Haunted by the Past and Future

Dreaming Arrival, John Welch (224pp, 11.95, Shearsman)
Hoodoo Voodoo,
DS Marriott (140pp, 9.94, Shearsman)

Reading John Welch's autobiographical musings is a strange experience. Unlike a lot of life stories, there is no clear line from birth to the author's present. It starts, in fact, with a trip to the psychoanalyst and moves back and forth between childhood memories, the present and his university breakdown, linked by the ghostly presence of the analyst, known only as B.

Spending so much time in the head of one man makes the book a difficult read at times. One can't spend too long in this company before wishing to look up and breathe fresh air. There is a great deal of questioning of motives, self-analysis and questioning of whether is memory is correct, so that there is a feeling of unreality, of dreamlikeness, throughout the book.

Nevertheless, the book is fascinating, partly because John Welch is a member of that generation of poets that rose in the sixties, the first wave of British non-mainstream poetry. But there's no real gossip about that period, though he does speculate about why he became a poet, and a non-mainstream poet at that, as if he were guaranteeing that he would be unknown during his lifetime. That desire to be uninvolved, separate from the world, is the theme of the book.

The effect of this fascinating, inward-looking book, is that you end up questioning yourself. Why did I become the poet and the person I am? What is there in my background that makes me who I am? He talks a lot about dreams, but though sometimes listening to a person's dreams is not unlike listening to someone's drug experience, it almost never feels too private. Behind it all, there is a collapsing house, a very reticent family that never talked about emotions, and a child who both wanted to be part of the family, and society, and wanted to be apart. There is a sense of trauma, but nothing specific.

This is a book to read in small bursts maybe a chapter at a time and mulled over, not taken all at once. It's a slow read, and those who simply want a standard autobiographical account are advised to steer clear. There is no gossip from the literary life, and although you do get a sense of the times he lived through, there's no real mention of historical events. This is a kind of Confessio, an account of one man's internal struggle. This will either appeal to you or not, but it is, ultimately, a very rewarding book; like all good books, it leaves you with your own thoughts.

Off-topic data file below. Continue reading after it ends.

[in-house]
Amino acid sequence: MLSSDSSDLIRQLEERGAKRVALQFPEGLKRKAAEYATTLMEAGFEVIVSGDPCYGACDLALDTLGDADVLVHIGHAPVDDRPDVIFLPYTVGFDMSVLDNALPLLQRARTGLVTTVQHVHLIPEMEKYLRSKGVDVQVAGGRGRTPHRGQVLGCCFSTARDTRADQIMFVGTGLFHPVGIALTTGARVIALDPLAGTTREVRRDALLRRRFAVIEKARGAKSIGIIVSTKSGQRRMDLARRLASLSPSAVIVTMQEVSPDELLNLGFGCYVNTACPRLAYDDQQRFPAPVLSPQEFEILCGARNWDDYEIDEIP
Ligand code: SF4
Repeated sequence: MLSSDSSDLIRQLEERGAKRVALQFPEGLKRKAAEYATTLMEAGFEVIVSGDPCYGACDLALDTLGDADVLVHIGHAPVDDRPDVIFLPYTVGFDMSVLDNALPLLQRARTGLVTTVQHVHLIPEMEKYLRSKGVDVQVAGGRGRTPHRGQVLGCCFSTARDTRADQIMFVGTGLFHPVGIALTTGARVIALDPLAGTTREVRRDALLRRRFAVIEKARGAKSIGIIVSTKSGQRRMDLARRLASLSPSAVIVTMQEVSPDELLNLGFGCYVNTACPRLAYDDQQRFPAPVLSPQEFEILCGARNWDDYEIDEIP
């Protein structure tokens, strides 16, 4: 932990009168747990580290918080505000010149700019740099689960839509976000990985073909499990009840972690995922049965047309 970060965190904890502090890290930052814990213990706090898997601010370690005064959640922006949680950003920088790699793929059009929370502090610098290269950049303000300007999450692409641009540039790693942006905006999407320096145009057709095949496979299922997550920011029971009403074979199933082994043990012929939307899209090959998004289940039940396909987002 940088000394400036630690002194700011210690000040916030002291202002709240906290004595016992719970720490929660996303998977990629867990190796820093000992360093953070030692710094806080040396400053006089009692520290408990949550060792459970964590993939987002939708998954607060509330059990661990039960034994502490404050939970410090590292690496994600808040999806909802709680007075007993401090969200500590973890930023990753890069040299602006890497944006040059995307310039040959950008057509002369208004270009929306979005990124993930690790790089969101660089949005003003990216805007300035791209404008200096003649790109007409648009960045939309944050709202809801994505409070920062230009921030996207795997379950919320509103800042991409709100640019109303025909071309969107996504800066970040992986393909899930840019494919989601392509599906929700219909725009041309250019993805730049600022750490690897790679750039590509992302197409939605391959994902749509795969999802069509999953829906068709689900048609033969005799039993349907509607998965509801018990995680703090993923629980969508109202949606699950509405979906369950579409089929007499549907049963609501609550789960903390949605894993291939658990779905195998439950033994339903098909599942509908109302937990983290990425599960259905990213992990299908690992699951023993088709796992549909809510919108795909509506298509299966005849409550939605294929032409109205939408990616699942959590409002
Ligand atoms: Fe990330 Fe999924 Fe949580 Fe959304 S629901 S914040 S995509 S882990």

D S Marriot's Hoodoo Voodoo deals with a very different, much more public set of trauma than John Welch's book. He is a black British writer now living in California and his poems reflect a much more public world than that of John Welch's. However, they both share an interest in how the ghosts of the past can affect the present. Here, however, the ghosts are the ghosts of slaves, of lynched black men, of the child victims of the Moors murderers, of drowned sailors. None of this book comes as straight reportage, however, and there is no political point-scoring about white oppression. He has far too much respect for his ghosts than to make them pawns in an argument; but because of this, the anger and the grief becomes stronger, more focused. If this book is an elegy for the victims, it's also an elegy for the society that creates those victims, because a society that creates such victims is also a dying, or dead, society.

'On the Moors'- a poem set not very far from where I live - reveals the glamour of horror:

     When she first saw him the ground opened,
     she saw herself fall, as the rain fell,
     and fire appeared in her eyes. Seared, shaken.
     The skin reddened so hard his coming
     the eye caught
     as if he had frozen her forever  -

     here, having lain long in his mouth,
     no words sinned as he came so yeildingly,
     and no will to end what is said and done.

This, too, is not an easy read; but not because the language is inherently difficult, or because he has been influenced both by Amiri Baraka and the tradition of English late modernism that a poem dedicated to the late Andrew Crozier reveals, but because like Celan, he is dealing with difficult matter.

There is an essay of the poetry of this book at the beginning, which does help to illustrate its themes, and there are notes at the back that explain some of the sources of the poems. I'm not yet sure of the use of the essay, though the notes are useful. The essay by one Romana Huk does give a context, I suppose, but is it anymore than a slightly elevated form of puffery when the poems can quite obviously speak for themselves?

I didn't know this poet's work before this book, and I am very glad to have had the opportunity of delving into the ocean of these words. There is a depth and seriousness to these poems which is very rare in contemporary poetry. The language is fully awake throughout, but there is also a strange kind of dream landscape being invoked through the words that runs parallel with the real world of phenomena, a kind of hope beneath the darkness of the subject matter. This is a haunting, haunted book haunted by both the past and the future.

      Steve Waling 2008